From the very beginning, the ambitions of Art of the State: Celebrating the Visual Art of North Carolina are clear. Written by Raleigh resident Liza Roberts with photography by Durham photographer Lissa Gotwals and released by UNC Press, the 272-page book offers a sprawling, vital survey of North Carolina art now. As Larry Wheeler, the renowned former director of the North Carolina Museum of Art writes in the forward, “[This is] the first contemporary and comprehensive look at the rich diversity—people, places, and materials—which characterize the art of North Carolina.”
Art of the State is structured by region. Like taking a slow trip down I-40, it starts in the mountains and goes eastward, with dips down to Charlotte and the Sandhills area, summarizing the prevailing trends and characteristics of each region. Western North Carolina focuses on the community around the Penland School of Craft; the Sandhills section displays the region’s internationally recognized craft pottery legacy; and in the Triangle area, the NC Museum of Art, the dynamic museums of local universities, and prominent artists like Beverly McIver and Thomas Sayre are highlighted.
The book itself is impressively designed and rich with captivating images of art that are often paired with profiles of artists and collectors. These cutaway sections—separate from but interspersed with the main text—give the book the feel of a well-curated gallery, with individual pieces hanging on the wall and coalescing around a holistic theme. As Roberts told me over email, her intention with these profiles was to showcase “not only a broad range of art in terms of media, message, technique, and style, but also a broad range of human stories.”
It’s obvious that Roberts did a vast amount of research for the book.
A journalist and the founding editor of WALTER magazine, Roberts notes that for her research, she conducted over 200 interviews, which took over three years to complete. Gotwals’s photographs are a standout addition, documenting the artists and their art with an appreciative, joyful sincerity. Many of the artists are at work in their photographs; seeing the ladders, kilns, stitching needles, and shears reminds the reader of the deep physicality of even the most ethereal pieces of creative labor.
As the Seagrove-based glass artist Sarah Band points out in the book, “Art is just lucky enough to be limitless.” But the support for it is much more bound by tangible concerns. Why has North Carolina cultivated such a community of artistry, one worth celebrating in books and museums? “The state itself fuels this art, with its extraordinary natural beauty, its affordability, and its quality of life,” Roberts writes in the introduction. That might all be true, but that could describe why a biotech firm relocated here as much as a sculptor.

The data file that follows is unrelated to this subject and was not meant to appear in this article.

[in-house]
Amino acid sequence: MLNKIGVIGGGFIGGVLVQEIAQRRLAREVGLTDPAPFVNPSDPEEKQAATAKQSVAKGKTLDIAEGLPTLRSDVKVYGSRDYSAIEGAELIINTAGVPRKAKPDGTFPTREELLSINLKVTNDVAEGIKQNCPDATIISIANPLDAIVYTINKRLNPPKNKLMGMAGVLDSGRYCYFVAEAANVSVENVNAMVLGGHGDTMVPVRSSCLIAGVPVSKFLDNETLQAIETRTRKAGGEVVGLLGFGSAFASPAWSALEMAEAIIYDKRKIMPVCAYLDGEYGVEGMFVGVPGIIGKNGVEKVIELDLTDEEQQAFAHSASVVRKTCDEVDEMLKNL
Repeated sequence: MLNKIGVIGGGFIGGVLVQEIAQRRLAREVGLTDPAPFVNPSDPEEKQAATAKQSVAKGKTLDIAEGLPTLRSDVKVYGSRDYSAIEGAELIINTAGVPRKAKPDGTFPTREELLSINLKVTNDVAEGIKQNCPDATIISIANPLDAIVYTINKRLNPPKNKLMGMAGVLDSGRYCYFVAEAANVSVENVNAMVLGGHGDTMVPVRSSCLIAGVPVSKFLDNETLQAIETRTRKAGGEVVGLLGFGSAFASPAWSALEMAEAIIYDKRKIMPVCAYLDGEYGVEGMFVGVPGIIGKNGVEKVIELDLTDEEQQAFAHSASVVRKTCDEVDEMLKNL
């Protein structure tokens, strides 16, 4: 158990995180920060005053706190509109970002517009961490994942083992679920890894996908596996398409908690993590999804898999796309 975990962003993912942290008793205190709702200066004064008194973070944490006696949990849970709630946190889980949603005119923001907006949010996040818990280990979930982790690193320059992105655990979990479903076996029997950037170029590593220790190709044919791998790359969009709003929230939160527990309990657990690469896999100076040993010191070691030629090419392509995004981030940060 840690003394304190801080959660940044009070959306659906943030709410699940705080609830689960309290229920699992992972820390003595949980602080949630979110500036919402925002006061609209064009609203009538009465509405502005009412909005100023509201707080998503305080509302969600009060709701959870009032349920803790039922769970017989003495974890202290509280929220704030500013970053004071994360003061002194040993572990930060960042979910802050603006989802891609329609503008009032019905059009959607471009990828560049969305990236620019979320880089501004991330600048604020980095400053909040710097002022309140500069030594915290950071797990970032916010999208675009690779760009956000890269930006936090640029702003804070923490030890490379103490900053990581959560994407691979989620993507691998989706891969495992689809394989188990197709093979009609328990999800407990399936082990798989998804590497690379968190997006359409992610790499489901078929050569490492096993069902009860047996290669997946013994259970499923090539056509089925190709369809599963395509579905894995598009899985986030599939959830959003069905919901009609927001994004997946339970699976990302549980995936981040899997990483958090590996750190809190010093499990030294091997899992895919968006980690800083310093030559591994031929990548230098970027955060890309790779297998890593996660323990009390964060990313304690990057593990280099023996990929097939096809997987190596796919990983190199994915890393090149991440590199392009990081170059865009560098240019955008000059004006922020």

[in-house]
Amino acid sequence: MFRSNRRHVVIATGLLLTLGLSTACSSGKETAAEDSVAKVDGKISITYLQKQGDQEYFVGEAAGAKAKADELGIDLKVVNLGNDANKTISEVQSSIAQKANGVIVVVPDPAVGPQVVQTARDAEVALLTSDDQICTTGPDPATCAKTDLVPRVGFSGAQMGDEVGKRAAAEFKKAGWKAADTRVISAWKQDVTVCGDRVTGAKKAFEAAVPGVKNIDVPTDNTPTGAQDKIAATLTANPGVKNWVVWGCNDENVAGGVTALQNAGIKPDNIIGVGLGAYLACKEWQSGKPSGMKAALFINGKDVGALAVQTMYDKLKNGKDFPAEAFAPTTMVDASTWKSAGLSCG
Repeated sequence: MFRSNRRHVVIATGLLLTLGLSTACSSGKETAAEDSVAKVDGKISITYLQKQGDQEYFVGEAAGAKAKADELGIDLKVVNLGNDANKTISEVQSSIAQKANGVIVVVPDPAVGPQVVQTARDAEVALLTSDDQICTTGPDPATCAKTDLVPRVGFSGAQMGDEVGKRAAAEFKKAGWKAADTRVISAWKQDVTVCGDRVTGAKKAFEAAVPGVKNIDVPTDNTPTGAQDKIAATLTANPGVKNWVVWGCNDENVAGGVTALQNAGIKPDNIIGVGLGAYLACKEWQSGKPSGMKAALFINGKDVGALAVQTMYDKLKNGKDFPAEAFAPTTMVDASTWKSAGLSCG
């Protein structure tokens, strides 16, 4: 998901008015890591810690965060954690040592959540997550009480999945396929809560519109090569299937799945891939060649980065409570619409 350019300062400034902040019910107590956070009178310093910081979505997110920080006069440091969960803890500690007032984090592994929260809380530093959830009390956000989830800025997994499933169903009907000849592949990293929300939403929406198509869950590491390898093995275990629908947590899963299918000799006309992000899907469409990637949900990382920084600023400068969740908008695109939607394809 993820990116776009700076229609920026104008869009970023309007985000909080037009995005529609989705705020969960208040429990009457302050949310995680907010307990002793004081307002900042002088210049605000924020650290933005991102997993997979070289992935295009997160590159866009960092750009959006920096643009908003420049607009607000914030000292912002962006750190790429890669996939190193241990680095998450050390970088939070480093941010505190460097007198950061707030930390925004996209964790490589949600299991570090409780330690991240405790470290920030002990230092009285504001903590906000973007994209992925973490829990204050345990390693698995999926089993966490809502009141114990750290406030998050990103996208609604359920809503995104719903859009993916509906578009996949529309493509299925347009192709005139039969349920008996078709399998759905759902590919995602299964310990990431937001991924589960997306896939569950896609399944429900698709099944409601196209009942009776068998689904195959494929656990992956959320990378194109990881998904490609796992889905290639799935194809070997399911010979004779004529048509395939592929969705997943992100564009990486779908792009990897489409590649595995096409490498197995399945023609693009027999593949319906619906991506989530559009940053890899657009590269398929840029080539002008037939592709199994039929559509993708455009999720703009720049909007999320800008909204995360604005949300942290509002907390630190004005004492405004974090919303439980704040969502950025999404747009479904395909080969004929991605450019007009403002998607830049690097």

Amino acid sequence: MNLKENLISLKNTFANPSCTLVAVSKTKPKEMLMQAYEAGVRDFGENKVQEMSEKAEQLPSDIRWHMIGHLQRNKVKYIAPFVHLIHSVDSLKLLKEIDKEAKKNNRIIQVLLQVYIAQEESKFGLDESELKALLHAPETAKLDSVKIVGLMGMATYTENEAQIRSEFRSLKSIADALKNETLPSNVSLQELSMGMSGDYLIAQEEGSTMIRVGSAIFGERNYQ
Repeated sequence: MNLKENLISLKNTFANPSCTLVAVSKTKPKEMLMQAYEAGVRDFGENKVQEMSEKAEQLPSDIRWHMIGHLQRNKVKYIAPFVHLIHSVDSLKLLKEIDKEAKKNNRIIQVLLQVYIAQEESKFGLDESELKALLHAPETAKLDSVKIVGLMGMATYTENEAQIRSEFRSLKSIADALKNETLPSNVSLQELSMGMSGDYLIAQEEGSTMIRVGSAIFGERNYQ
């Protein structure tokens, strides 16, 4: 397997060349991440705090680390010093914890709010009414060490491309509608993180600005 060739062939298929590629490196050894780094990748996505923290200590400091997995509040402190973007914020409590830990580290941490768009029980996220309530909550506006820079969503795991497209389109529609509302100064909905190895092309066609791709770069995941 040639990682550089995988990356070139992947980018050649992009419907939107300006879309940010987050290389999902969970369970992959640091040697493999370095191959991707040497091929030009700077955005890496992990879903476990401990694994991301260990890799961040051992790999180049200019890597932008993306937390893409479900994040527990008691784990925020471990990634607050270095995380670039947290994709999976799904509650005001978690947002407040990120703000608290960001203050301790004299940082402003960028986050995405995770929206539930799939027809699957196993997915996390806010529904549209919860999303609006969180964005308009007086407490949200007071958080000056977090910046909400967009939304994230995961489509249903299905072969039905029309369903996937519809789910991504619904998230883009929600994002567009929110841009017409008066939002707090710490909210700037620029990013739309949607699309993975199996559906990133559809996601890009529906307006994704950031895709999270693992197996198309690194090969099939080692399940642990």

Later on, Roberts hits closer to the distinction when she notes the investments made by community institutions and the ideals committed to by the state. Prominent local institutions—like Greensboro’s GreenHill Center, which exclusively features contemporary art from North Carolina; the North Carolina Pottery Center in Seagrove that upholds a traditional form of craft making that traces back to the state’s founding; and the influential Light Factory Photo Arts Center in Charlotte that has trained Queen City photographers since 1973 and exhibited the work of Diane Arbus and Sally Mann—serve as a cultural backbone offering forums and vital support networks for local artists.
Although a number of individual collectors are featured, there is also an understated but critical emphasis on the role of public and government leadership. As Roberts writes in the book, the NC Museum of Art was “the only [museum] in the nation built on a collection purchased by the state.” The UNC higher education system, with its MFA degree programs, affiliated museums, and cultural programming, has seeded creative outposts across the state.
While Art of the State is (rightly) laudatory of all of this, what is happening outside its pages could leave a reader forlorn. Could you imagine the North Carolina legislature establishing a conservatory like the UNC School of the Arts today? Does such creative foresight fit within the cruel and cramped vision of so many reactionary Tar Heel leaders?
As a survey of North Carolina’s distinctive contemporary art scene, Art of the State succeeds as a thoughtful visual record of where we are now. The remaining question is the future. The Durham artist Stacy Lynn Waddell is quoted in the book talking about representation, a concept with resonance in artistic expression as much as in aspects of identity: “Who gets to be represented and how? Why is it that representation matters, and who gets to decide that?”
In Art of the State, readers will find a well-researched celebration of this state’s artistic legacy. With that heritage in the rearview mirror, Waddell’s questions take on a larger shape, for artists and art lovers alike.
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